The UNHCR once revealed that refugees and IDPs have not yet given specific attention to the state of Armenia and the international community.[x] Within this setting, the complexity of this issue has been further increased as nearly 25,000 persons sought protection in Armenia from the beginning of the Syrian conflict. This tendency has resulted to put the country as the third-largest recipient per capita of Syrian refugees in Europe.[xi] Apart from that, because of an explosion that occurred in the city of Beirut port in Lebanon in 2020, over 2,000 Armenians who had moved from Armenia to Lebanon, arrived again in the home country intending to seek shelters and other necessities. As per statistics, there are 80,000 and 120,000 Armenians live in Lebanon at present.[xii] Mainly, the Armenian government showed their willingness to facilitate the “ repatriation” of Armenians, by arranging twice-a-week Beirut-Yerevan flights despite coronavirus-related restrictions imposed in both countries.[xiii]
It is an undeniable fact that the right of asylum seekers and refugees to return to the home country is universal. Human Rights Education Associates (HREA) has pointed out that the effective repatriation of refugees or asylum seekers is highly based on returning to their home countries where their lives and liberty are no longer threatened.[xiv] But the question then remains is how far they can keep hopes on a progressive future in a country like Armenia. Although the government-run vulnerability assessment system (PAROS) provides financial assistance to them, they have not yet considered the forced displacement as a factor of vulnerability. A recent report issued by the American National Academy of Sciences mentioned that over 50,000 refugees in Armenia lack a permanent resident permit, civil rights, and freedom.[xv] However, another prevalent challenge is that the State Department for Refugees in Armenia has not yet provided reliable figures on the number of refugees living in the country.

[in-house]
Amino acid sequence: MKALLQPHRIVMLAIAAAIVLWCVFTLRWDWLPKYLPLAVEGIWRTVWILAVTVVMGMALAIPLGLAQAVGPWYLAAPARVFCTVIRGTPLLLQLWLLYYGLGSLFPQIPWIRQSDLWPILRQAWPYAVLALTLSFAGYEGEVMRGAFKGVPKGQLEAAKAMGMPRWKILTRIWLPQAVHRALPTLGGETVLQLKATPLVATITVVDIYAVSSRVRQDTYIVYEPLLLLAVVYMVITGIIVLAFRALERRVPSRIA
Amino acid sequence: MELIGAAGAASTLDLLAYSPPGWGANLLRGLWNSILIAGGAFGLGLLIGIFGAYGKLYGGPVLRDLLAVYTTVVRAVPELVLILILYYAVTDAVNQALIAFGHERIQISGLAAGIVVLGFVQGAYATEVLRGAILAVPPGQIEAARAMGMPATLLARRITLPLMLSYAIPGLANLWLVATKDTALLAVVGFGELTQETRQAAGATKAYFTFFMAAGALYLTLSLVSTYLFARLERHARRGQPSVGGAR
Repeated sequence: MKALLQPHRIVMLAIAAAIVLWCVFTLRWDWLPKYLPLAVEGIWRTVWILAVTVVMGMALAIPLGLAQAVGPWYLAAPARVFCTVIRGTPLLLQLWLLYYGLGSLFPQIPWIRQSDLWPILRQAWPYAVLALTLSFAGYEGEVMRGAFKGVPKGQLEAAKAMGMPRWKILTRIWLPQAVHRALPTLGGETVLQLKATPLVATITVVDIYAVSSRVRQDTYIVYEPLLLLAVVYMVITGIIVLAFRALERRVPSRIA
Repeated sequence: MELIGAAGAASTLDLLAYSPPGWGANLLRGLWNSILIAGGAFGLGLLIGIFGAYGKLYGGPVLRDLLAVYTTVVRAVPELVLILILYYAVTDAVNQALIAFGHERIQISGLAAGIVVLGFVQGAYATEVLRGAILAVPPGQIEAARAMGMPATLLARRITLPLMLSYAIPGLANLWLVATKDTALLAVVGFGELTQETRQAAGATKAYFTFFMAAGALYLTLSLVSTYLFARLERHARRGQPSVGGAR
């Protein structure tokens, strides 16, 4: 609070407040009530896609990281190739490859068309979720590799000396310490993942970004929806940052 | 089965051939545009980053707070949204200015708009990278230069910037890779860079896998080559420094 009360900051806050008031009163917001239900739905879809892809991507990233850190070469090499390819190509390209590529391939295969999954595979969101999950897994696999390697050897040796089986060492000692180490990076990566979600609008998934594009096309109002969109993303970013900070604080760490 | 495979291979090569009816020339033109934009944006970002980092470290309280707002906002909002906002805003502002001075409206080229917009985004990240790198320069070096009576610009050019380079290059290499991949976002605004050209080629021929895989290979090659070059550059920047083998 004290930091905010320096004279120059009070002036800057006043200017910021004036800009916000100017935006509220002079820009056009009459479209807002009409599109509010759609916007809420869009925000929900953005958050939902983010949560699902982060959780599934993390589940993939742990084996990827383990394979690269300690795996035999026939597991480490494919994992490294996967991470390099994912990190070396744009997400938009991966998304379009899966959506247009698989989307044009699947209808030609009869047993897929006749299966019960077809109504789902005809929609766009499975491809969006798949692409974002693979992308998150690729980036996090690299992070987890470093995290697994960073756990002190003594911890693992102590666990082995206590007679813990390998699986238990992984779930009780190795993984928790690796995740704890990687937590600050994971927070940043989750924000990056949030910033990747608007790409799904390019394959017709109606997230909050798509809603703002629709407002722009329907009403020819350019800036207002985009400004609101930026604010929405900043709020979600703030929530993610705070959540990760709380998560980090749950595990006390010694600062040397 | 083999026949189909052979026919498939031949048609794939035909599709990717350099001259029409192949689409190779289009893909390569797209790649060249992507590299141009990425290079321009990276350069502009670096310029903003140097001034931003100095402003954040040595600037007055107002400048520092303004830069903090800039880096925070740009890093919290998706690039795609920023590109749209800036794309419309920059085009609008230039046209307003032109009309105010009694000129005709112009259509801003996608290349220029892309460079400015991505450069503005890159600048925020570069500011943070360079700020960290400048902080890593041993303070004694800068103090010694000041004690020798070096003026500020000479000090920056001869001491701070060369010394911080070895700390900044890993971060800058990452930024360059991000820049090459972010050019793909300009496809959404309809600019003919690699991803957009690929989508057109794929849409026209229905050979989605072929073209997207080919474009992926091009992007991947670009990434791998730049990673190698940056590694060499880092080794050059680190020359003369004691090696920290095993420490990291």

With regards to IDPs in Armenia, there is no specific government care on IDPs who instead have taken cared of by relatives or friends or settled small groups live in temporary accommodations. In the case of Azerbaijan, Azerbaijan has one of the largest per capita refugee and displaced person burden in the world.[xvi] These forced migrants of Azerbaijan mainly consist of Chechens, Armenians, Iraqis, Palestinians, and others from the Middle East.[xvii] But the Azerbaijani government’s preservationist policies towards IDPs have occasionally been criticized by international human rights organizations.[xviii] In Baku, Sumgait, Ganja, and other large cities, IDPs have been rehoused in government buildings, schools, kindergartens, student halls of residence[xix]. As they have been settled in state-built homes do not own them, they cannot sell or sublet the homes.[xx] Furthermore, their standard of living has fallen due to the lack of access to clean water, proper infrastructure, and livelihood opportunities.
This article mainly concludes that the forced migrants in both Armenia and Azerbaijan live in limbo with insecurities. Azerbaijan wants the restoration of pre-war demographics and to regain its sovereignty in NK while Armenians expand ethnic demarcation through the use of force to secure their control over the territory. In this context, it is very clear that the forced migrants in both countries are not in a position to make free and informed choices as to what constitutes the best long-term solution to their problems – return or resettlement.